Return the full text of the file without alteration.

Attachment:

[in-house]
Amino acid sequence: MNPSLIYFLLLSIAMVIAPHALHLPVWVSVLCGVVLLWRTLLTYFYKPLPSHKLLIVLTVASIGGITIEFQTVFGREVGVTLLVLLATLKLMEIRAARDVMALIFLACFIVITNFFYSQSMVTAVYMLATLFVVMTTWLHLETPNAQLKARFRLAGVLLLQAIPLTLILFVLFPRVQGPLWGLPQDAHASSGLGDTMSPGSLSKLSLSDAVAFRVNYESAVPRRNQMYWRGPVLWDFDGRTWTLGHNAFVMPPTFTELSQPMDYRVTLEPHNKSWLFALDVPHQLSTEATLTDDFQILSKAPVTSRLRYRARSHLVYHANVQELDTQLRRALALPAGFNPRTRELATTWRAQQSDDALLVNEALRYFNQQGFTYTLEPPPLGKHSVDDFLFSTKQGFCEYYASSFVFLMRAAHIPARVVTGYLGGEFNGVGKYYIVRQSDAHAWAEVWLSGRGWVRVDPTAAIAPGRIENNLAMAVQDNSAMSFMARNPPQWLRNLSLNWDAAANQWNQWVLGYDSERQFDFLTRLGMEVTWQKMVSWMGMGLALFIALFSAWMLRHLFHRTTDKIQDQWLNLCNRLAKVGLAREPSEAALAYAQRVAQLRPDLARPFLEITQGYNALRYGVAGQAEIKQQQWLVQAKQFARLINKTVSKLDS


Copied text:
[in-house]
Amino acid sequence: MNPSLIYFLLLSIAMVIAPHALHLPVWVSVLCGVVLLWRTLLTYFYKPLPSHKLLIVLTVASIGGITIEFQTVFGREVGVTLLVLLATLKLMEIRAARDVMALIFLACFIVITNFFYSQSMVTAVYMLATLFVVMTTWLHLETPNAQLKARFRLAGVLLLQAIPLTLILFVLFPRVQGPLWGLPQDAHASSGLGDTMSPGSLSKLSLSDAVAFRVNYESAVPRRNQMYWRGPVLWDFDGRTWTLGHNAFVMPPTFTELSQPMDYRVTLEPHNKSWLFALDVPHQLSTEATLTDDFQILSKAPVTSRLRYRARSHLVYHANVQELDTQLRRALALPAGFNPRTRELATTWRAQQSDDALLVNEALRYFNQQGFTYTLEPPPLGKHSVDDFLFSTKQGFCEYYASSFVFLMRAAHIPARVVTGYLGGEFNGVGKYYIVRQSDAHAWAEVWLSGRGWVRVDPTAAIAPGRIENNLAMAVQDNSAMSFMARNPPQWLRNLSLNWDAAANQWNQWVLGYDSERQFDFLTRLGMEVTWQKMVSWMGMGLALFIALFSAWMLRHLFHRTTDKIQDQWLNLCNRLAKVGLAREPSEAALAYAQRVAQLRPDLARPFLEITQGYNALRYGVAGQAEIKQQQWLVQAKQFARLINKTVSKLDS